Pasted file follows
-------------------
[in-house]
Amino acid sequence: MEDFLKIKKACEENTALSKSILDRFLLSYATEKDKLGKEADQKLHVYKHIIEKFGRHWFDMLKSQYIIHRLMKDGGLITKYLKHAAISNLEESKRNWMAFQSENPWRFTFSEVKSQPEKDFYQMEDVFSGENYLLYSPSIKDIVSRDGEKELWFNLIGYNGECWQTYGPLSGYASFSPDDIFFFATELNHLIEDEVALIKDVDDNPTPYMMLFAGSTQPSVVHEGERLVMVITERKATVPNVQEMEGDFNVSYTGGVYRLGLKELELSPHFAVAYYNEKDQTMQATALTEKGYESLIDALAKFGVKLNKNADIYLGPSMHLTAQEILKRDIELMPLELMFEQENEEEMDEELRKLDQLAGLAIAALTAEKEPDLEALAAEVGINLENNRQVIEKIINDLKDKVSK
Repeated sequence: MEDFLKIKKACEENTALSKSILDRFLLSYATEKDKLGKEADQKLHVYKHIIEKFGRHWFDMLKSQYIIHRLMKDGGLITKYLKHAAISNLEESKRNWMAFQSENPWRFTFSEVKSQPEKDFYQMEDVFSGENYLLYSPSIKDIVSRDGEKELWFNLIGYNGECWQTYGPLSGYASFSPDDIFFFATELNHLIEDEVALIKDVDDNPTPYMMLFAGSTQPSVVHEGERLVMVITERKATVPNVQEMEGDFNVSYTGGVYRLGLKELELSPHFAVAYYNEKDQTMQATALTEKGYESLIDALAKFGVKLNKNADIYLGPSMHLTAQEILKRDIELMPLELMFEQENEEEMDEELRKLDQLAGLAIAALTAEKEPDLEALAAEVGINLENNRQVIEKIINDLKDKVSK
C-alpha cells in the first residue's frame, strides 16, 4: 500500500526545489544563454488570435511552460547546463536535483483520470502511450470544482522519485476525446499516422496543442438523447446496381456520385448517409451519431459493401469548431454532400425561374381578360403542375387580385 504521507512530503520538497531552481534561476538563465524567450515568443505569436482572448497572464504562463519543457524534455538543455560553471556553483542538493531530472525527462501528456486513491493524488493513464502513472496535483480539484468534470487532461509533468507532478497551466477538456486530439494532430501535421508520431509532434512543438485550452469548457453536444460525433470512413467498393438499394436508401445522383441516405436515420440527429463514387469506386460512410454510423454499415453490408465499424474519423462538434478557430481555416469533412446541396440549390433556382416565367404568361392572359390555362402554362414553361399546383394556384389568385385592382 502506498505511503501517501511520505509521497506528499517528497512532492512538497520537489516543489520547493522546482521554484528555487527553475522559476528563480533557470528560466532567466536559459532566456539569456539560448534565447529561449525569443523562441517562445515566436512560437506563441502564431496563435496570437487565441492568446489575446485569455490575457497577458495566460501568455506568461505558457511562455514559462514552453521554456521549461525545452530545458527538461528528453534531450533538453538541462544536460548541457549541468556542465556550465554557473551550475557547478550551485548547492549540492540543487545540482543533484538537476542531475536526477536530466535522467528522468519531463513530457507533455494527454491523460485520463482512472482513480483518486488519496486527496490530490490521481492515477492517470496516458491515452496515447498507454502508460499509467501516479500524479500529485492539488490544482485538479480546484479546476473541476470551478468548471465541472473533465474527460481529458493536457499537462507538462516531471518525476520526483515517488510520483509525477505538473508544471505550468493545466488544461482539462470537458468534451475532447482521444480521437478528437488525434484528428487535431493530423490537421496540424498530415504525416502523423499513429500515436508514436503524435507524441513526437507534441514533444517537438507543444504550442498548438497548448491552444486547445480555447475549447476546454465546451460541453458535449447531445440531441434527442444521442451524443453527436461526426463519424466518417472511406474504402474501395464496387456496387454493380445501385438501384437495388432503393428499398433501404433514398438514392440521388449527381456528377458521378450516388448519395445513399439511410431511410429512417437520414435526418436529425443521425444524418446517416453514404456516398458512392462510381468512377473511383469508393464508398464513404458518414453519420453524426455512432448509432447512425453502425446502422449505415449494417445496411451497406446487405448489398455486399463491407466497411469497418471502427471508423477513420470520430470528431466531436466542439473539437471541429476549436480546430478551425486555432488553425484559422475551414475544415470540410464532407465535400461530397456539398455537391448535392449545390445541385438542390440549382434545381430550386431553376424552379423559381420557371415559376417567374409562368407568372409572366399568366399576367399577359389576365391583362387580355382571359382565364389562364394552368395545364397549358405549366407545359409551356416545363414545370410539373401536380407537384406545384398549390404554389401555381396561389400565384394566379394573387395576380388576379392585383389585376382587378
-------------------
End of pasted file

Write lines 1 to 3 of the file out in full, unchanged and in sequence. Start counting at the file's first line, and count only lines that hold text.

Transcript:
[in-house]
Amino acid sequence: MEDFLKIKKACEENTALSKSILDRFLLSYATEKDKLGKEADQKLHVYKHIIEKFGRHWFDMLKSQYIIHRLMKDGGLITKYLKHAAISNLEESKRNWMAFQSENPWRFTFSEVKSQPEKDFYQMEDVFSGENYLLYSPSIKDIVSRDGEKELWFNLIGYNGECWQTYGPLSGYASFSPDDIFFFATELNHLIEDEVALIKDVDDNPTPYMMLFAGSTQPSVVHEGERLVMVITERKATVPNVQEMEGDFNVSYTGGVYRLGLKELELSPHFAVAYYNEKDQTMQATALTEKGYESLIDALAKFGVKLNKNADIYLGPSMHLTAQEILKRDIELMPLELMFEQENEEEMDEELRKLDQLAGLAIAALTAEKEPDLEALAAEVGINLENNRQVIEKIINDLKDKVSK
Repeated sequence: MEDFLKIKKACEENTALSKSILDRFLLSYATEKDKLGKEADQKLHVYKHIIEKFGRHWFDMLKSQYIIHRLMKDGGLITKYLKHAAISNLEESKRNWMAFQSENPWRFTFSEVKSQPEKDFYQMEDVFSGENYLLYSPSIKDIVSRDGEKELWFNLIGYNGECWQTYGPLSGYASFSPDDIFFFATELNHLIEDEVALIKDVDDNPTPYMMLFAGSTQPSVVHEGERLVMVITERKATVPNVQEMEGDFNVSYTGGVYRLGLKELELSPHFAVAYYNEKDQTMQATALTEKGYESLIDALAKFGVKLNKNADIYLGPSMHLTAQEILKRDIELMPLELMFEQENEEEMDEELRKLDQLAGLAIAALTAEKEPDLEALAAEVGINLENNRQVIEKIINDLKDKVSK